Kaid Benfield  |  theatlanticcities.com

My friend Eliot Allen first introduced me to the concept of neighborhood completeness: that the quality of a place is defined in part by how many different functions it has in close proximity to homes and to each other. Eliot was closely involved in the creation of the LEED for Neighborhood Development green rating system, and the concept made it into the system. LEED-ND gives credit toward certification for a development that contains, or locates near, certain categories of diverse uses: supermarket, pharmacy, restaurant, child care facility, library, and so on.

I was part of the LEED-ND team as well, and I note that we did not list “bar” or “pub” as a credit-worthy neighborhood asset. But Michael Hickey, a community development consultant, makes a good case for their inclusion as “third spaces,” or community hangouts.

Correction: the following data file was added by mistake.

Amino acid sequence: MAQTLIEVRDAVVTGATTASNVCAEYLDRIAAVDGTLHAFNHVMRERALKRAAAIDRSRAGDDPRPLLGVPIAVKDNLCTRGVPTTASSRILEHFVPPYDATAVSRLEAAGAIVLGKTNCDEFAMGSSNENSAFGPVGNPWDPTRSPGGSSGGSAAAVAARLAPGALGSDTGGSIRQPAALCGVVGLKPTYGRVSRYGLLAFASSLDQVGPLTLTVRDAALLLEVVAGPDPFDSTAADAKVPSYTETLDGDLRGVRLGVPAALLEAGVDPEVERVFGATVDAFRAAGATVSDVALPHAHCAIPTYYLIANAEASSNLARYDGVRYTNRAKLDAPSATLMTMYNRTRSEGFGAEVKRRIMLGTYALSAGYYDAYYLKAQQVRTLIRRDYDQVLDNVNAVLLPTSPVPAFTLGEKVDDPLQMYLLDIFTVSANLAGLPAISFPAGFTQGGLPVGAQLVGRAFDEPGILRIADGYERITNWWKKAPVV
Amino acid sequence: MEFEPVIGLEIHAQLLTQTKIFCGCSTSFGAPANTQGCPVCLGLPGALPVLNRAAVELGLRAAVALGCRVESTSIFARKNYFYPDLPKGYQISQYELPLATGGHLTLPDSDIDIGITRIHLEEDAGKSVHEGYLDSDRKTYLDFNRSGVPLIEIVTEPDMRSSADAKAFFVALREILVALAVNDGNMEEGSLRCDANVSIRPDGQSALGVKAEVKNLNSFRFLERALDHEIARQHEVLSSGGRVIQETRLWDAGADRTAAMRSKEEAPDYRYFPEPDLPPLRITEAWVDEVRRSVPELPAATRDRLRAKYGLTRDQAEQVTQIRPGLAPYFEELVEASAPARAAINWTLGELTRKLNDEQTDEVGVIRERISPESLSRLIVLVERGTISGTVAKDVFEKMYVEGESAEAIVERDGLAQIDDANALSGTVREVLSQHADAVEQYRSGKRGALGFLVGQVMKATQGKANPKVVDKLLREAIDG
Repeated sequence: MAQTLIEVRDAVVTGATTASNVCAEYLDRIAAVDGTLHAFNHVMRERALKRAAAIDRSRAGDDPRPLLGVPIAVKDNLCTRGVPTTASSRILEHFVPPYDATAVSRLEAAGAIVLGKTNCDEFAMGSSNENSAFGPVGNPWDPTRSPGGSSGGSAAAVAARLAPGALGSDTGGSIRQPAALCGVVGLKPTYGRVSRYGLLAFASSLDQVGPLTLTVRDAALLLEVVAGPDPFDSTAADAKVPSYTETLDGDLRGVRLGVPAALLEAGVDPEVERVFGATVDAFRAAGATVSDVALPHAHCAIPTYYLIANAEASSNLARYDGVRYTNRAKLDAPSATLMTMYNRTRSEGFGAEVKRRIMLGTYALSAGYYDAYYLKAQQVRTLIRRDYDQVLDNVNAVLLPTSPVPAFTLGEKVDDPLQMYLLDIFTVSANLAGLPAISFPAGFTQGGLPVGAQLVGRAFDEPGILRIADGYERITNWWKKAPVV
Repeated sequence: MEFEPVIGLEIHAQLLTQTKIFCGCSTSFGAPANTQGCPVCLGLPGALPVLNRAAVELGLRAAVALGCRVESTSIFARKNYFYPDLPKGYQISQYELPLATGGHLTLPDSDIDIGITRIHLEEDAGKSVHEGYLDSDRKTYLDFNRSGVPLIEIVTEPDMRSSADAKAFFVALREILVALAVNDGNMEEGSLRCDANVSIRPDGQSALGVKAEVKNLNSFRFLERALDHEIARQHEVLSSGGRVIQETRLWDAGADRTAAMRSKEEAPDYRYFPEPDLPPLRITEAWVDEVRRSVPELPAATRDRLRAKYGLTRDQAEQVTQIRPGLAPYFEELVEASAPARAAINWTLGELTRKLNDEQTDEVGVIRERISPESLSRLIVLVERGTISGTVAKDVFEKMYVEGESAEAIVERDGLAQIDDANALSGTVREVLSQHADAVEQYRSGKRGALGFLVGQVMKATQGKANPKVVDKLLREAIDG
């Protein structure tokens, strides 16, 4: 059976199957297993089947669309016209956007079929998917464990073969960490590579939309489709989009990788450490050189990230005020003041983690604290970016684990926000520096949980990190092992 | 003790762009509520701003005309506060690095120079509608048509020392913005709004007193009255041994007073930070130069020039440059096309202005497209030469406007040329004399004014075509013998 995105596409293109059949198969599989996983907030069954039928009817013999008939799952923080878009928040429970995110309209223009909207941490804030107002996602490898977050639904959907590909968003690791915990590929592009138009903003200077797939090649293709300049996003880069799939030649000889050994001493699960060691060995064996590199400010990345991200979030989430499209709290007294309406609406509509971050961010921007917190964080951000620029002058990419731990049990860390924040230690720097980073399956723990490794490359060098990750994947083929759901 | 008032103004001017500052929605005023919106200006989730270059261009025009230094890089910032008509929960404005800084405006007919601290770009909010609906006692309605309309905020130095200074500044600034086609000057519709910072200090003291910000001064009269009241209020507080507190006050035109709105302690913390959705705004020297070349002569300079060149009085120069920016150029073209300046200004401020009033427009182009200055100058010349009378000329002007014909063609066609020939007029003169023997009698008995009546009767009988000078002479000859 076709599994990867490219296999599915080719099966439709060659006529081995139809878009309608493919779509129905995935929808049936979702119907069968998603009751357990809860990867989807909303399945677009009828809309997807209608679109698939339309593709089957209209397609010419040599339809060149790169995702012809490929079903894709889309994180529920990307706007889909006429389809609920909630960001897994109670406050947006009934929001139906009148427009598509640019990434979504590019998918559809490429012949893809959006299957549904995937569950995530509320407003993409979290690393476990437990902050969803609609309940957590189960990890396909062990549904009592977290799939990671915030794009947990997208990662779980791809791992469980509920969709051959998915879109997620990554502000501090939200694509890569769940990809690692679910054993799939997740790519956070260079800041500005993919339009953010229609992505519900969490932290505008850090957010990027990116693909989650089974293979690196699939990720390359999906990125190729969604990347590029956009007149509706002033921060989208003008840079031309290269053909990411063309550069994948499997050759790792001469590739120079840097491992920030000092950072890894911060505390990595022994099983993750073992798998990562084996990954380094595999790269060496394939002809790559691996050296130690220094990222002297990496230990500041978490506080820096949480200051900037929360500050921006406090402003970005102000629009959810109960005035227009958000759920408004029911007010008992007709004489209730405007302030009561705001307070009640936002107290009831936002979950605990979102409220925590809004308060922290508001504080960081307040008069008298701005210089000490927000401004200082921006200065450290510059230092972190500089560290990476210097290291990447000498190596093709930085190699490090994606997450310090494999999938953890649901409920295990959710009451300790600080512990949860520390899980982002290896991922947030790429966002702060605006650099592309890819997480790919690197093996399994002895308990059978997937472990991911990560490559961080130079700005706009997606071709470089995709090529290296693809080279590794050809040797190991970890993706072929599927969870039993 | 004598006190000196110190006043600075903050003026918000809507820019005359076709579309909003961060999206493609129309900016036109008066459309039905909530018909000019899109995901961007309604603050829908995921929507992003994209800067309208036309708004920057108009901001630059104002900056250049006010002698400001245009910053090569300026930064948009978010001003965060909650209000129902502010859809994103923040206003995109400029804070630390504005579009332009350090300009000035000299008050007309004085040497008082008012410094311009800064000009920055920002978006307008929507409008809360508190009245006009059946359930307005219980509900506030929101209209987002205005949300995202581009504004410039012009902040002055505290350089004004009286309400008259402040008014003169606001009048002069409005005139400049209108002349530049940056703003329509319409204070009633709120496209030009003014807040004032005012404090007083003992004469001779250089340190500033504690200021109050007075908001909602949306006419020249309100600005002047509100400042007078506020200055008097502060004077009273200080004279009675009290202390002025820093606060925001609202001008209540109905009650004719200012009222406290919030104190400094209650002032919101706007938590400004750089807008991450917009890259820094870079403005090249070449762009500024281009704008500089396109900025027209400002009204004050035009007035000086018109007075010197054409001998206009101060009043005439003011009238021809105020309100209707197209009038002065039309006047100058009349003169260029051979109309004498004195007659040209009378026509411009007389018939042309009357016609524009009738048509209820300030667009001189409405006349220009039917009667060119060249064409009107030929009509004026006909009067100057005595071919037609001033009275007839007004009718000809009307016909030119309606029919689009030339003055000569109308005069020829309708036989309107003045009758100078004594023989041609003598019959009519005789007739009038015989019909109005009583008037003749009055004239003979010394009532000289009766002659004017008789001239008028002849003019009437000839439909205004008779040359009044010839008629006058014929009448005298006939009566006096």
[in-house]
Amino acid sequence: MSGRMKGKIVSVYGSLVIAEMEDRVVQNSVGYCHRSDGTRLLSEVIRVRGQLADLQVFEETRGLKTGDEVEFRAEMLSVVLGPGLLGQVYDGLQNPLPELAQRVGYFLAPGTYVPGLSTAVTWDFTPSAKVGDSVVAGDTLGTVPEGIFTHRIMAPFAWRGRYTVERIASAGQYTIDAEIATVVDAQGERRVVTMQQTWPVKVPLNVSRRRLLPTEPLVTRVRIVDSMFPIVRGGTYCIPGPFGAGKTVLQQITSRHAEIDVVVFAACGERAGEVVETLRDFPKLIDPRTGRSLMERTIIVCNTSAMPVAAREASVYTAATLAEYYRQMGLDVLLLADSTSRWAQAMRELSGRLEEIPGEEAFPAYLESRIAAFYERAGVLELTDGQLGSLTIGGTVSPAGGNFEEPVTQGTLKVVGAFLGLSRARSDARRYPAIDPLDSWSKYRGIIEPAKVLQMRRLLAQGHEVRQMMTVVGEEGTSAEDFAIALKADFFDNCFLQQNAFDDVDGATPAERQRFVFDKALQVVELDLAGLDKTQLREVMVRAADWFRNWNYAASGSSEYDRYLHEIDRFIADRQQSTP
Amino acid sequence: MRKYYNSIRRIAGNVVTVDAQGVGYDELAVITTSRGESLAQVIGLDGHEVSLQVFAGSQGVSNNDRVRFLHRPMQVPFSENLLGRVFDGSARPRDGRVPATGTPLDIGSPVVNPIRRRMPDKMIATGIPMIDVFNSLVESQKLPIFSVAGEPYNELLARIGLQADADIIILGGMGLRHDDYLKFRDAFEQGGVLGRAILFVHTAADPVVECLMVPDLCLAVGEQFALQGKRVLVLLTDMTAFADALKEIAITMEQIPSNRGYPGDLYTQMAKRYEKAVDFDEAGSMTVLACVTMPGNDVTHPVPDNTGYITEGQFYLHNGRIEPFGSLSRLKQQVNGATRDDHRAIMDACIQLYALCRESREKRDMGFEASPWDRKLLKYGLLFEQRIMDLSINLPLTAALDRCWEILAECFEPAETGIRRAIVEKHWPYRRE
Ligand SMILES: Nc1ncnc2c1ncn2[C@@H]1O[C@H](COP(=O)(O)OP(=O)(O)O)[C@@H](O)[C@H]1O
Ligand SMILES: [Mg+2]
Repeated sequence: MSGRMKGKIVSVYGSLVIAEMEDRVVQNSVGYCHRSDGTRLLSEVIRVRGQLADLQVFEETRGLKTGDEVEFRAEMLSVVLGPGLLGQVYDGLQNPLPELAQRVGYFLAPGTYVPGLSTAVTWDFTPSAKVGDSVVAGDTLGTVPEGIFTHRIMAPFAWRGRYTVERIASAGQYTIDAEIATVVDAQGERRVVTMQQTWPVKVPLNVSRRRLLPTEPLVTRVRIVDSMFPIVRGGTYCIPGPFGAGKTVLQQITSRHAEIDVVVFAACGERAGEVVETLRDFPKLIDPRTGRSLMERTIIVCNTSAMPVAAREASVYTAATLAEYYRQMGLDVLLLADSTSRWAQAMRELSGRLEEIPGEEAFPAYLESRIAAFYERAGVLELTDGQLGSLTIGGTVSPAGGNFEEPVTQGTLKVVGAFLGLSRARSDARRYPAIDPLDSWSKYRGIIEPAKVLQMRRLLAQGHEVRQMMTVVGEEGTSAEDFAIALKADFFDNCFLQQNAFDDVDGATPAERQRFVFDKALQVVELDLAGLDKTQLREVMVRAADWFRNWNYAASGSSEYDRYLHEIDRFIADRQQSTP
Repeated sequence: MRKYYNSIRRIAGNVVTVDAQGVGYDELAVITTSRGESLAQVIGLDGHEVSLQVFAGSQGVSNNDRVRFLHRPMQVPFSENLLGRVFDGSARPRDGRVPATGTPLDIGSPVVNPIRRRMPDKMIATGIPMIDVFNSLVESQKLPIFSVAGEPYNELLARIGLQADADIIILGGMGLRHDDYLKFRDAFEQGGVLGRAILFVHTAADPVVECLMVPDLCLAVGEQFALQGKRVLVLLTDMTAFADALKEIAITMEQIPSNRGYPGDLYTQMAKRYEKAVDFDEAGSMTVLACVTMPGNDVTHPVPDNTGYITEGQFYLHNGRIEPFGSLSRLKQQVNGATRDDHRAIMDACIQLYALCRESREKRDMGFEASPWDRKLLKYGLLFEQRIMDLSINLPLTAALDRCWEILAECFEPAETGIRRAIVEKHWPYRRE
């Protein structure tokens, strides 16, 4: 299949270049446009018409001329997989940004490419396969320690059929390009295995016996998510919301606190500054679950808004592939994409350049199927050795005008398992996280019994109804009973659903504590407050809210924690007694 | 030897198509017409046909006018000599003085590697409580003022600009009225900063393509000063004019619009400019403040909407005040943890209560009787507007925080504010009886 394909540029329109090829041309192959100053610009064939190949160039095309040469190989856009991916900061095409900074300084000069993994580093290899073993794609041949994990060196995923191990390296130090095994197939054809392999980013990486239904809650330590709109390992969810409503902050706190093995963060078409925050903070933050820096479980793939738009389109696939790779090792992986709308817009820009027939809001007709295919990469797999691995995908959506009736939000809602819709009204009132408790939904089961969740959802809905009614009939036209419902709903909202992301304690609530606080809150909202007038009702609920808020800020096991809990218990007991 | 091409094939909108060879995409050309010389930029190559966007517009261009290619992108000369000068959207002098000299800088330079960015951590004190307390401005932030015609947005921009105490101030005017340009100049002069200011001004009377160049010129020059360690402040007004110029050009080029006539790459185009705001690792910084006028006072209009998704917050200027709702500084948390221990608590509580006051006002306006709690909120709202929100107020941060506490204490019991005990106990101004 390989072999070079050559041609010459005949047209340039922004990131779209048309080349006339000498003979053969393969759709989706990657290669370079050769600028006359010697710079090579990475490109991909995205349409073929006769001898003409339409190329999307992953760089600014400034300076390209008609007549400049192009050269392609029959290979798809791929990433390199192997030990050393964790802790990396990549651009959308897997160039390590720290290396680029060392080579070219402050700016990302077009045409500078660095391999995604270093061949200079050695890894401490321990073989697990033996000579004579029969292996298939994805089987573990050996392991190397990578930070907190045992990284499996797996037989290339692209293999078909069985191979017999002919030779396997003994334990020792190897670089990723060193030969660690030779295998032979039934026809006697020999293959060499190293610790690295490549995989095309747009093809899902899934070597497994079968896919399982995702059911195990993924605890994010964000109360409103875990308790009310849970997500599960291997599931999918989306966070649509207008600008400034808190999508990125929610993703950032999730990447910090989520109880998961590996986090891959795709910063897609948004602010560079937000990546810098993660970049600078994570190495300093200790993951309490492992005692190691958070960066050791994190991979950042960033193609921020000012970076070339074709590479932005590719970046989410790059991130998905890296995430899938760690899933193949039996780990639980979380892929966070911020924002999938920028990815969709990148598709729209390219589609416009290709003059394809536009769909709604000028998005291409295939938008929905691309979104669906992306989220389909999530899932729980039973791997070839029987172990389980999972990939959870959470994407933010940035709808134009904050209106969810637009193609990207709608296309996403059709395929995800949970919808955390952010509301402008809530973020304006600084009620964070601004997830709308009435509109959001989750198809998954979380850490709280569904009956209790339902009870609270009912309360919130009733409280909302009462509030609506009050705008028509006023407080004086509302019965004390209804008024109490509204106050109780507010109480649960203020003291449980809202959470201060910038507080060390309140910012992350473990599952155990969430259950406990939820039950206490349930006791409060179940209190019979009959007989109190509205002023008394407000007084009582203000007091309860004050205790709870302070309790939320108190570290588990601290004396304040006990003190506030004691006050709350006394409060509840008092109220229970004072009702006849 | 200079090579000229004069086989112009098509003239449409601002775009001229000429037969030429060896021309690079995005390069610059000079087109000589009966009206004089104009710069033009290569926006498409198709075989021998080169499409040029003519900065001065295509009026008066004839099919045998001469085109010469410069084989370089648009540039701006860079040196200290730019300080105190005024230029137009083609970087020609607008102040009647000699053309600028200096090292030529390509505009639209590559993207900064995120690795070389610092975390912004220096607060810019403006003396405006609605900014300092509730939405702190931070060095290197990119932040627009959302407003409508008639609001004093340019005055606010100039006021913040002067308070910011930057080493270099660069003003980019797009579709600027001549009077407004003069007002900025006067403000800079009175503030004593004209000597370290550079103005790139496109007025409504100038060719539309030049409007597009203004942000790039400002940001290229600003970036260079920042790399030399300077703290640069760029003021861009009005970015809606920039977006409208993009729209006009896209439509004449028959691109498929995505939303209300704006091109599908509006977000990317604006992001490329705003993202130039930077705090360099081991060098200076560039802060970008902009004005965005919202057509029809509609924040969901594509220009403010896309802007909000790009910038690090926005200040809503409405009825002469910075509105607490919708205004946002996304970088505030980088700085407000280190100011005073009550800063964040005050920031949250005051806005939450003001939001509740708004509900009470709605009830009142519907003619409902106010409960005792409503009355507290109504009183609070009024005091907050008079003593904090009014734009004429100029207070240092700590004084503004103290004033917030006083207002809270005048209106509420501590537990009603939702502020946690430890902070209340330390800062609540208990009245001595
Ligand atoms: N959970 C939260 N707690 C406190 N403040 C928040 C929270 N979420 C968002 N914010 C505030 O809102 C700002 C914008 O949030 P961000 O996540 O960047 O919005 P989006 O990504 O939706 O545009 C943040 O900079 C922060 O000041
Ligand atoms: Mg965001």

In an article titled “In Praise of (Loud, Stinky) Bars” and posted last week in the National Housing Institute’s Rooflines blog, Hickey writes:

The vaunted ‘third space’ isn’t home, and isn’t work – it’s more like the living room of society at large. It’s a place where you are neither family nor co-worker, and yet where the values, interests, gossip, complaints and inspirations of these two other spheres intersect. It’s a place at least one step removed from the structures of work and home, more random, and yet familiar enough to breed a sense of identity and connection. It’s a place of both possibility and comfort, where the unexpected and the mundane transcend and mingle.

And nine times out of ten, it’s a bar. {…}